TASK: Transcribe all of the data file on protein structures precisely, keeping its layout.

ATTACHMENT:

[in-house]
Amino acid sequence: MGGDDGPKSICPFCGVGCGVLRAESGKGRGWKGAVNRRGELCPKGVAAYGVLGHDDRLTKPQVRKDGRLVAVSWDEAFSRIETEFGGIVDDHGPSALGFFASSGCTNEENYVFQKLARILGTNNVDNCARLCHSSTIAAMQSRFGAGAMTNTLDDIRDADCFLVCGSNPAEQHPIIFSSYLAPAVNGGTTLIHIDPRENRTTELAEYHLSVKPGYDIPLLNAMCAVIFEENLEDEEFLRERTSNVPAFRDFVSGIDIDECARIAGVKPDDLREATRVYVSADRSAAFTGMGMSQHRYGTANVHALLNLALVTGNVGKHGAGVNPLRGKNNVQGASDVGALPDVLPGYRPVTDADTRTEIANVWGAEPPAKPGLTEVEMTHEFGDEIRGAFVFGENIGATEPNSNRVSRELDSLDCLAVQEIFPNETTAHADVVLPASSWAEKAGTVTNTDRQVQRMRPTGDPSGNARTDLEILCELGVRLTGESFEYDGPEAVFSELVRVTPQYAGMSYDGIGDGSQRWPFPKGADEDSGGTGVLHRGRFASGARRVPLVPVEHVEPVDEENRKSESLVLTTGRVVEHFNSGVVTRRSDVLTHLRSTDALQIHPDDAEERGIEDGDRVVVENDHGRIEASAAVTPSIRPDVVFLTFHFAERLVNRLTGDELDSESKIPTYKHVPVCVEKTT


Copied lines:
[in-house]
Amino acid sequence: MGGDDGPKSICPFCGVGCGVLRAESGKGRGWKGAVNRRGELCPKGVAAYGVLGHDDRLTKPQVRKDGRLVAVSWDEAFSRIETEFGGIVDDHGPSALGFFASSGCTNEENYVFQKLARILGTNNVDNCARLCHSSTIAAMQSRFGAGAMTNTLDDIRDADCFLVCGSNPAEQHPIIFSSYLAPAVNGGTTLIHIDPRENRTTELAEYHLSVKPGYDIPLLNAMCAVIFEENLEDEEFLRERTSNVPAFRDFVSGIDIDECARIAGVKPDDLREATRVYVSADRSAAFTGMGMSQHRYGTANVHALLNLALVTGNVGKHGAGVNPLRGKNNVQGASDVGALPDVLPGYRPVTDADTRTEIANVWGAEPPAKPGLTEVEMTHEFGDEIRGAFVFGENIGATEPNSNRVSRELDSLDCLAVQEIFPNETTAHADVVLPASSWAEKAGTVTNTDRQVQRMRPTGDPSGNARTDLEILCELGVRLTGESFEYDGPEAVFSELVRVTPQYAGMSYDGIGDGSQRWPFPKGADEDSGGTGVLHRGRFASGARRVPLVPVEHVEPVDEENRKSESLVLTTGRVVEHFNSGVVTRRSDVLTHLRSTDALQIHPDDAEERGIEDGDRVVVENDHGRIEASAAVTPSIRPDVVFLTFHFAERLVNRLTGDELDSESKIPTYKHVPVCVEKTT